Interceptions and data collection by intelligence agencies are authorised by the Prime Minister, after a non-binding opinion rendered by the CNCTR. An opinion of the CNCTR is not required, however, if the surveillance measure applies to communications outside French territory. The Prime Minister’s orders may be appealed before French administrative courts.

Censorship-related Powers


French Code of Post and Electronic Communications

Under Article L36-11 of the French Code of Post and Electronic Communications, the French Regulatory Authority for Postal and Electronic Communications (ARCEP) may, under its own powers or at the request of the Minister responsible for electronic communications, a professional organisation or an approved user association, sanction network operators or electronic communication service providers, for breaching legislative and regulatory provisions relating to their activities. Such sanctions may extend to ordering a full or partial suspension of the operator or service provider’s activities. ARCEP’s powers could therefore be used to shut down Vodafone’s network or certain of its services should Vodafone be found to be in breach of its legislative or regulatory obligations.

A suspension may range from 1 month to 3 years, depending on the seriousness of the breach. ARCEP may give the network operator or electronic communication service provider time to resolve the breach before ordering the suspension.


Law on Confidence in the Digital Economy of 21 June 2004 as Amended on 13 November 2004

The Law on Confidence in the Digital Economy of 21 June 2004 imposes upon network operators (such as Vodafone) the obligation to block without delay access to websites containing content featuring child sex abuse listed by the relevant governmental administrative authority.

Article 6 of the Law also obliges network operators to implement an easily accessible and visible scheme allowing users to report websites containing such content or websites promoting terrorism. They shall inform promptly the competent public authorities of any illegal activities, such as those mentioned above, as well as publicise the means they deploy to fight the said activities.

Law No. 2014-1353 of 13 November 2014 now allows French judicial police to order network operators to block access to content promoting terrorism, through DNS blocking. The police may also order that the content be delisted from search engines. Police already had this power for child pornography. The 13 November 2014 law extends the powers to content promoting terrorism.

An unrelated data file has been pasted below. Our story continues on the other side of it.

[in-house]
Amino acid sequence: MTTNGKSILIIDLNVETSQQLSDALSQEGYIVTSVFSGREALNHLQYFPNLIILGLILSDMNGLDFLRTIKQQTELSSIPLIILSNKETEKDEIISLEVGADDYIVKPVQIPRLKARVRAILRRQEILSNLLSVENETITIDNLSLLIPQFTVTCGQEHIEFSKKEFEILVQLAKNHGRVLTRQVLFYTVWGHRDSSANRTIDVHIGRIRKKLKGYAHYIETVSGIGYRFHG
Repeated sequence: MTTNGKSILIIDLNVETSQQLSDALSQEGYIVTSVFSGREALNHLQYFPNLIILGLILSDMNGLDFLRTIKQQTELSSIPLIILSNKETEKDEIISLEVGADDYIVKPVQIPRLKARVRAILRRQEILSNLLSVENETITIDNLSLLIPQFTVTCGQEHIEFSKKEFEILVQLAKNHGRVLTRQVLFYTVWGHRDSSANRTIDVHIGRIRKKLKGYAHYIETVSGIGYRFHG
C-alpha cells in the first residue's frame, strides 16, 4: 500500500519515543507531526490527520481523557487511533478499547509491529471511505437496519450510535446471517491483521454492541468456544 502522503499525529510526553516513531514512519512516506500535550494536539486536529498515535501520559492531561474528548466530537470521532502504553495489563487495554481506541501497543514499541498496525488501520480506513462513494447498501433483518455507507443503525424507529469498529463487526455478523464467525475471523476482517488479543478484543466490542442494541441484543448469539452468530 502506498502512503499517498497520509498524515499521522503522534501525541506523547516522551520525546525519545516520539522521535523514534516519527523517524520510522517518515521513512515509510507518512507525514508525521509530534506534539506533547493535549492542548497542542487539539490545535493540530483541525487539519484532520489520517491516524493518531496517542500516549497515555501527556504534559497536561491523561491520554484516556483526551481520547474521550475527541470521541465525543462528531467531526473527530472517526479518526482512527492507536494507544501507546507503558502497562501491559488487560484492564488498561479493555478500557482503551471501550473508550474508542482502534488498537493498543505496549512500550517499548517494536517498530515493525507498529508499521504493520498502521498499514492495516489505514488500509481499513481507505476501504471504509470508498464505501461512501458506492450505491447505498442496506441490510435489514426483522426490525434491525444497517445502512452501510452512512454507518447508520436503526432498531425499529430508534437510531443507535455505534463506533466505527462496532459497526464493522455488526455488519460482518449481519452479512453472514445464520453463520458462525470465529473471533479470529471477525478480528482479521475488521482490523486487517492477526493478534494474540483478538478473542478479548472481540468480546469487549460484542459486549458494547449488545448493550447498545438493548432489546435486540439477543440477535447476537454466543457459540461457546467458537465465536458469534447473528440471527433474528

Law No. 2015-1501 Extending State of Emergency

Article 4 of Law No. 2015-1501 adds Article 11 in Law No. 55-385, allowing the Ministry of Interior to block websites promoting terrorism.

Law No. 2010-476 on Online Gambling

The French online gaming agency (ARJEL) also has the power to seek a blocking order for illegal gambling websites pursuant to Article 61 of Law No. 2010-476 of 12 May 2010 (which is the French law relating to online gambling). In the event that ARJEL identifies an unauthorised gambling website, it will send a cease and desist letter to the online gambling operator. Should the online gambling operator fail to comply with the letter within eight days, the president of ARJEL may request the President of the Paris Tribunal of First Instance to issue a court order for network providers (such as Vodafone) to block access to the offending website.


The French government does not have legal authority to take control of Vodafone’s network.

Oversight of the Use of Powers (Censorship-related)


ARCEP’s decisions may be subject to appeal before the highest French administrative court, the Conseil d’Etat.


The blocking or delisting of content that promotes terrorism or that contains child pornography is ordered by a special unit of the judicial police, without court supervision. A person designated by the French data protection authority, the CNIL, is informed of each blocking measure and is able to make comments. The CNIL issued its first report on its oversight role on 15 April 2016.

Any person that wishes to challenge a blocking measure ordered by French police may challenge the order before a court. According to the CNIL’s report, so far no appeals have been lodged.


The government’s request for a court order requiring network providers to block access to an unauthorised gambling website is reviewed by the court presiding over the request; a court will only make the order if satisfied that it is lawful.

Encryption and Law Enforcement Assistance

1. Does the government have the legal authority to require a telecommunications operator to decrypt communications data where the encryption in question has been applied by that operator and the operator holds the key?